House on wheels: RVs of today offering all the comforts of home

by RaeLynn Callaway

Transportation design is a huge market in the interior design world – from trains, planes and automobiles to yes, the recreational vehicle (RV). 

RVs today are a mobile home away from home. Whether retiree or family, these coaches are designed with the client in mind. The days of the 68 Pace Arrow I grew up traveling in on weekends and holidays are gone. Today’s coaches are designed for all the comforts of home. 

This month I spoke with two couples in the 501 about their home on wheels.


Gary and Pat Middleton of Little Rock own a 40-foot Tiffin Allegro diesel pusher. “Right now we take two long trips a year, three weeks at a time, and extended weekends,” Pat said. 

Complete with four slides, this coach has it all – separate washer and dryer, separate vanities in the bathroom, a California king size bed, large closets, three flat screen TVs, a convection microwave, cooktop, a dishwasher and a side-by-side refrigerator. Other amenities that make it like home are the tile floors throughout with carpet in the bedroom, two leather couches and captain’s chairs, cherry cabinetry and Corian countertops. 

“It has everything we need. All the amenities of home, just smaller,” Pat said. “We were drawn to the colors of the coach and the beautiful burgundy, gold and black fabrics throughout.” 

Pat put her personal touch on it by adding a rug, pillows and greenery and by changing out the bedspread. “We travel with our dogs, so all the fabrics have to be washable, just like at home.”


The Lienharts. (Mike Kemp photo)

Otto and Carolyn Lienhart of Morrilton own a 45-foot Country Coach. “We travel for two to three weeks at a time on family trips and are Road Hogs, so we are always following the Razorbacks,” Carolyn said.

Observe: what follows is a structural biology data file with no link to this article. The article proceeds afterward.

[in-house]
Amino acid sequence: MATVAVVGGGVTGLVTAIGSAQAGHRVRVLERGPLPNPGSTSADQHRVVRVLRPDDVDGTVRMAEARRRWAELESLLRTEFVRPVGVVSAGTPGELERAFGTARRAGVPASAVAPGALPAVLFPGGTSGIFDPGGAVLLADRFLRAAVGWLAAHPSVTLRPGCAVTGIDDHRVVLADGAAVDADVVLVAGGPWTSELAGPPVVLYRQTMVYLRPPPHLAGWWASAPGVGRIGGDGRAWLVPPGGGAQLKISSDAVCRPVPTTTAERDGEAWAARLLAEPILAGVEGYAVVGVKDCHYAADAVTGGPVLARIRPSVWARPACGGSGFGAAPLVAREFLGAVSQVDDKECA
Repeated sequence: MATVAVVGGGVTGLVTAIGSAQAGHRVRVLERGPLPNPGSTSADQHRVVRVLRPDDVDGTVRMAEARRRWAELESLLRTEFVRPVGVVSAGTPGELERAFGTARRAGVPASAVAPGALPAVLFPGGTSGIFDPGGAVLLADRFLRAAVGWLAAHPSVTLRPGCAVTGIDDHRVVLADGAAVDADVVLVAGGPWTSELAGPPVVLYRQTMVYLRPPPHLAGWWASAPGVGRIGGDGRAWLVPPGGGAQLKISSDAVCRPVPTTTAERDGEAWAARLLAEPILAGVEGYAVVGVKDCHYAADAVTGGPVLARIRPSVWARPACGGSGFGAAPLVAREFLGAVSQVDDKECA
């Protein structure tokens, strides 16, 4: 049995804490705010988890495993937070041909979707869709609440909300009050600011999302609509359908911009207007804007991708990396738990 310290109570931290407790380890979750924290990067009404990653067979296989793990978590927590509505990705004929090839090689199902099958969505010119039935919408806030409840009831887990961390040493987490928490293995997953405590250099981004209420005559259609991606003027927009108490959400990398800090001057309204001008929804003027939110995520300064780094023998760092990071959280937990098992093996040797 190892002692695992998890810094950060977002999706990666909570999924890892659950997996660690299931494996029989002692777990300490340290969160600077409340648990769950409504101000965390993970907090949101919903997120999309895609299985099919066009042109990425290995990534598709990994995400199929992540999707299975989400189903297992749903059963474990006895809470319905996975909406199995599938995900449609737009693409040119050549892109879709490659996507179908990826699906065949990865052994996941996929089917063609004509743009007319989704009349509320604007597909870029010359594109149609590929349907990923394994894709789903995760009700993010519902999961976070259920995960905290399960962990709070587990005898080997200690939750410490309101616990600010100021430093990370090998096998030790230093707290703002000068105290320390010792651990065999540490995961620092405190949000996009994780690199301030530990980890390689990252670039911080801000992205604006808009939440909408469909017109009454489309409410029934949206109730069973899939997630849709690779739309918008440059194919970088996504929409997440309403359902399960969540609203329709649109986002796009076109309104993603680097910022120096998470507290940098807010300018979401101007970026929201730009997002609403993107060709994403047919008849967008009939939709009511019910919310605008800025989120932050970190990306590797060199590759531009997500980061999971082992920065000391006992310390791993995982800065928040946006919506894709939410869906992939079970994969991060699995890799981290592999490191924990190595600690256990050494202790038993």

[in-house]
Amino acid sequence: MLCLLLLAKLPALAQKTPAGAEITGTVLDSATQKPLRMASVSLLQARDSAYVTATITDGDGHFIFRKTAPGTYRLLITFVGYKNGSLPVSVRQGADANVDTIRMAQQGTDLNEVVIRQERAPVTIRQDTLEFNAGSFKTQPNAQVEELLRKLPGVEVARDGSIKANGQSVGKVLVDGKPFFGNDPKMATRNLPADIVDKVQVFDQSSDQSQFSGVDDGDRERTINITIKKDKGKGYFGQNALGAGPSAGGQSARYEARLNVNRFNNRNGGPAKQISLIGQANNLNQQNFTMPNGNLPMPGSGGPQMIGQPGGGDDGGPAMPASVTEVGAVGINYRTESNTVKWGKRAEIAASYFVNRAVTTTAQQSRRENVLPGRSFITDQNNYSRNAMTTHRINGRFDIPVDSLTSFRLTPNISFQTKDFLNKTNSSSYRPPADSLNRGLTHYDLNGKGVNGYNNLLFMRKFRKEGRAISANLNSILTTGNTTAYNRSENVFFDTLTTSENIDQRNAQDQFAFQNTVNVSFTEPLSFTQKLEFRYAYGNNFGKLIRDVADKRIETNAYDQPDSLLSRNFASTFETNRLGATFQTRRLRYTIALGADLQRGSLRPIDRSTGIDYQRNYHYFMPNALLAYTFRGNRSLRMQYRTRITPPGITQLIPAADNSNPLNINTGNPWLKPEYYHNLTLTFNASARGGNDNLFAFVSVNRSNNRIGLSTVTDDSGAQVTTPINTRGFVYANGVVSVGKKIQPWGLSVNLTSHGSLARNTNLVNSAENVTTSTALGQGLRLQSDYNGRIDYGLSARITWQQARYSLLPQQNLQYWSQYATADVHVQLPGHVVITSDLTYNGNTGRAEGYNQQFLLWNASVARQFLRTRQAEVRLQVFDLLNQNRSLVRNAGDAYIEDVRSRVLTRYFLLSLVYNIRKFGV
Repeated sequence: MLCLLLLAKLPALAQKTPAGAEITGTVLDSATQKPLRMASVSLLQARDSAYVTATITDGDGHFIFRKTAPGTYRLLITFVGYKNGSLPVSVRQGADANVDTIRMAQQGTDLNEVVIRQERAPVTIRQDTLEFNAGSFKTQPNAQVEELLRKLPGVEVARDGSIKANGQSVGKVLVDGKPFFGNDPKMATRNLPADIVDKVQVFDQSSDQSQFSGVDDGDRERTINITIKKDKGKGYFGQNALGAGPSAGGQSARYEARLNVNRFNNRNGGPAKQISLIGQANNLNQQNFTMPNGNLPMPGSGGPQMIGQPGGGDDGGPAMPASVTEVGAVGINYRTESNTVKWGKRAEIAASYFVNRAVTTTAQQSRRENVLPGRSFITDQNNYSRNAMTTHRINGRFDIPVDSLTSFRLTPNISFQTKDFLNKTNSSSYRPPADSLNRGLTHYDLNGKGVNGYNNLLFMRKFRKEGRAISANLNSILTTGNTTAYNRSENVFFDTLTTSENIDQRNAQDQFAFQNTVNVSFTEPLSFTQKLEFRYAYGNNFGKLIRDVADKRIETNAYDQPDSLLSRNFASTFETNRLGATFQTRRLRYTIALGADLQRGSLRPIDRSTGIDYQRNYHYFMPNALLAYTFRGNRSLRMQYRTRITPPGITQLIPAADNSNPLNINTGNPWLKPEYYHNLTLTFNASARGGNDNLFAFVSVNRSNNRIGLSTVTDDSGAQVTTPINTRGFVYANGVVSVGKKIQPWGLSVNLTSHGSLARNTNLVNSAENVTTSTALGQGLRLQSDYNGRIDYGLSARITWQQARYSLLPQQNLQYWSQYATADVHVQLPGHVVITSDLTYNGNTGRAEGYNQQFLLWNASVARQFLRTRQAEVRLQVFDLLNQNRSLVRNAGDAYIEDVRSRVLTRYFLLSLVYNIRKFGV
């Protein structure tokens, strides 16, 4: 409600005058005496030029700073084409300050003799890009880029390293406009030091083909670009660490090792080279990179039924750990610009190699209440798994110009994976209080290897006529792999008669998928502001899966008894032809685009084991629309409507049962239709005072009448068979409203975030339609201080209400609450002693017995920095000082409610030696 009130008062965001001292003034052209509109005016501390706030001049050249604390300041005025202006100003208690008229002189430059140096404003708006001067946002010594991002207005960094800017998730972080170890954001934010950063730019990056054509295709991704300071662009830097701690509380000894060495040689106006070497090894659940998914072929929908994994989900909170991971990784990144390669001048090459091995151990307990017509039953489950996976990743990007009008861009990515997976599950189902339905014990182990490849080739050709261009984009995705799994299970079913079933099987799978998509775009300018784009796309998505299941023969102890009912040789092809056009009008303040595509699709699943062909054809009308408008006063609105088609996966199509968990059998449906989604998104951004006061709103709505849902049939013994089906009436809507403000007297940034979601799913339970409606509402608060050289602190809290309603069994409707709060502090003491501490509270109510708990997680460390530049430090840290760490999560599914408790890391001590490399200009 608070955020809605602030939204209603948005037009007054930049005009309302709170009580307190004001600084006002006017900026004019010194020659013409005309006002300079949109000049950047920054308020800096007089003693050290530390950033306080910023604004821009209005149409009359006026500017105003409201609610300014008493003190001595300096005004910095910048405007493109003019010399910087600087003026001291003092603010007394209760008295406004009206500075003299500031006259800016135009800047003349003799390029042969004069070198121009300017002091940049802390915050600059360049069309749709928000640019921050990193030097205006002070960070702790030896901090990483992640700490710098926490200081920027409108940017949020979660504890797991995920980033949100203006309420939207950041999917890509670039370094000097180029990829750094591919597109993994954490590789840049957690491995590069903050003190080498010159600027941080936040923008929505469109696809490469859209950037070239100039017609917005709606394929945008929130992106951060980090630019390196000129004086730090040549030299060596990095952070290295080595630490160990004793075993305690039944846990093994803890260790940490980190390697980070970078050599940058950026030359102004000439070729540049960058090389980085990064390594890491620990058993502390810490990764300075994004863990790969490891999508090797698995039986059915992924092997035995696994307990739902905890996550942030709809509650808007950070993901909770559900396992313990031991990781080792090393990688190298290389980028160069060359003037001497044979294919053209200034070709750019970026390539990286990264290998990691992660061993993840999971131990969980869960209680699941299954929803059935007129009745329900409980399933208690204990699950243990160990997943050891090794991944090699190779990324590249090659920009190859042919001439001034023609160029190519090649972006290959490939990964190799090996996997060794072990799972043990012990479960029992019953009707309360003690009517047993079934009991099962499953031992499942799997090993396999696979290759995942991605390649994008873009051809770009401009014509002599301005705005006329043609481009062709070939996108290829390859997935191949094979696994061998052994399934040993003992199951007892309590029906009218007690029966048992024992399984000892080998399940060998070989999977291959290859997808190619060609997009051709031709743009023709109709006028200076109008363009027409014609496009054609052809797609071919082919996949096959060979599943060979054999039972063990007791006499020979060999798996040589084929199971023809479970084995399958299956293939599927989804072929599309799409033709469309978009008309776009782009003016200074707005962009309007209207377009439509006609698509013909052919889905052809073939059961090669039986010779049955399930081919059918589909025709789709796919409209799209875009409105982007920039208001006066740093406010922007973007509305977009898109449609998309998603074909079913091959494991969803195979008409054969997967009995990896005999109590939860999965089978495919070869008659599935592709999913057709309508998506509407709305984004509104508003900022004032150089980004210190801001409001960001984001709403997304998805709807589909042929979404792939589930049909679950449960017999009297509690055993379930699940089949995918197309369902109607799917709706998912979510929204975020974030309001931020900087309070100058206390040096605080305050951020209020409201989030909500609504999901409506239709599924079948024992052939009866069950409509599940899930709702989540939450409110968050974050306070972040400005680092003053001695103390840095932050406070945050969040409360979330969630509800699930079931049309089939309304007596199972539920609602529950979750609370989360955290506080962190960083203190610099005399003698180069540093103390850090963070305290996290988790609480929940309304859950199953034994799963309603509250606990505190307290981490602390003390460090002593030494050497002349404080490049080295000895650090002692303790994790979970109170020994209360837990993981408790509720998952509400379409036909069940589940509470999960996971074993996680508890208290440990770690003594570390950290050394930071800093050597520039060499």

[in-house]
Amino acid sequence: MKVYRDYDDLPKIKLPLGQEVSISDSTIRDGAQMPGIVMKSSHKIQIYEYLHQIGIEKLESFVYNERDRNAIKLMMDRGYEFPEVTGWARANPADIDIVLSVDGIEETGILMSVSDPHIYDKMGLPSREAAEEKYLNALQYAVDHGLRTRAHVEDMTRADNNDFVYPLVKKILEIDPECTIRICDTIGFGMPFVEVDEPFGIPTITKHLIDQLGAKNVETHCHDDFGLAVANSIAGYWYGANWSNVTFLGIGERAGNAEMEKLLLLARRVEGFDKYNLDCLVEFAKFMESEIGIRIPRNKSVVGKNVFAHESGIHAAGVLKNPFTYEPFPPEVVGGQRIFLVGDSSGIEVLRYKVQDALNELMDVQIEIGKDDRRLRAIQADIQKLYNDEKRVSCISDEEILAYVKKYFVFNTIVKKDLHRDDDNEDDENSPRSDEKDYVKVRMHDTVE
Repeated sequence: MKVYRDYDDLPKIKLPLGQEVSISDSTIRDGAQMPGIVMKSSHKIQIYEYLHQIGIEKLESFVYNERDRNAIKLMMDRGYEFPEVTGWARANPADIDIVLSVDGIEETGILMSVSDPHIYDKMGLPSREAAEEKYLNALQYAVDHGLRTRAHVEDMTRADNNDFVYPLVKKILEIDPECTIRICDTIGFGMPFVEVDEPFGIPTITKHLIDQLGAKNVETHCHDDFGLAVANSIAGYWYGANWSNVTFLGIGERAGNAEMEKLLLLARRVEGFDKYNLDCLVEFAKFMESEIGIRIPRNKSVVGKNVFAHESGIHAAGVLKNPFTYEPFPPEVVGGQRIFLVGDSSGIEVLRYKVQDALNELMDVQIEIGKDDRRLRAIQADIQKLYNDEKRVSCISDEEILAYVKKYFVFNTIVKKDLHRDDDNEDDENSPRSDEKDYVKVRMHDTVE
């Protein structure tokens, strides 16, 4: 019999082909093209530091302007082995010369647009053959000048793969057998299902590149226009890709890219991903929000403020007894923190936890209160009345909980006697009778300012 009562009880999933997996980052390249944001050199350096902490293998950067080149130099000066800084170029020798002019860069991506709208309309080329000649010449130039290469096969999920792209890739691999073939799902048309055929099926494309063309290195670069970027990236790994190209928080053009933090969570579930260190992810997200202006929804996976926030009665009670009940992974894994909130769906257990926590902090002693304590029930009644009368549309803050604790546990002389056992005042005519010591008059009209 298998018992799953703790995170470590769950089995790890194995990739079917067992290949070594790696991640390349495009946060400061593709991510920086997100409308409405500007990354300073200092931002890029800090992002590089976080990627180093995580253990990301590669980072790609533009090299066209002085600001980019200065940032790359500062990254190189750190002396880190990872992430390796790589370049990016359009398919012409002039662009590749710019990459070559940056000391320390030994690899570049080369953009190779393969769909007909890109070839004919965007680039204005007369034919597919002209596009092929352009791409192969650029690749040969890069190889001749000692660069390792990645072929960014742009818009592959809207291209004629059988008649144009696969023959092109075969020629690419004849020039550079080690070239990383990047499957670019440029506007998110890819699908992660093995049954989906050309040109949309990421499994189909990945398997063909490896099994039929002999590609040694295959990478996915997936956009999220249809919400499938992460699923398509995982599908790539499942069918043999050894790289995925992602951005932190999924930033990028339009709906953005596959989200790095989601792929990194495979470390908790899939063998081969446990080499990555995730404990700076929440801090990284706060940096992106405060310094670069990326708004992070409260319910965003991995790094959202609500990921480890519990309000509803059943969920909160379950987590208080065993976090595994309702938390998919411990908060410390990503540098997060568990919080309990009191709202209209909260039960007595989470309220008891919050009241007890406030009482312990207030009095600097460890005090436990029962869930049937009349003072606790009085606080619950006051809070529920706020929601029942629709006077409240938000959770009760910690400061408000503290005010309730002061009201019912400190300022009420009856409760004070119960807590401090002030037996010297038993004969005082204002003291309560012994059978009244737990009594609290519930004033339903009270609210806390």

Their coach has four slides, washer/dryer, king size bed, convection microwave, cooktop, dishwasher, full size side-by-side refrigerator, two flat screen TVs inside, heated tile floors with copper inlay, marble countertops and cherry cabinetry. 

Their largest flat screen TV is in their outside entertainment center. 

The Lienharts were drawn to the coach with its burgundy and gold colors. 

“We have owned several RVs, so when it’s time to upgrade, we know what we are looking for. There is really nothing this coach doesn’t have.” 

The Lienharts have two sofas, one is leather and the other fabric; two leather captain’s chairs and a dinette set. The coach also sports electric block-out shades with fabric cornice boards to coordinate with the upholstery.

“I’ve added a few Razorback touches since that’s what we do, but it is so nice the way it is, I haven’t added much.”


Designer tips:

If you are looking into buying or remodeling your RV, here are three major areas to focus on:

Flooring – Floors are very important and can drastically change the look of your coach. Carpet was a first choice in the past, for hiding dirt, but most people consider tile or hardwood now. They really add a custom, elegant look and feel.

Cabinetry – Anyone who knows me or has ever worked with me knows cabinets are one of my passions. Design, function and efficiency are so important. The same applies to RV cabinetry. Although, unlike residential cabinetry, you also have to take into consideration motion and vibration prevention, door stoppers and catches.

Furniture – The furniture and fabrics give your coach a personal touch that meets your needs and fits your style of living.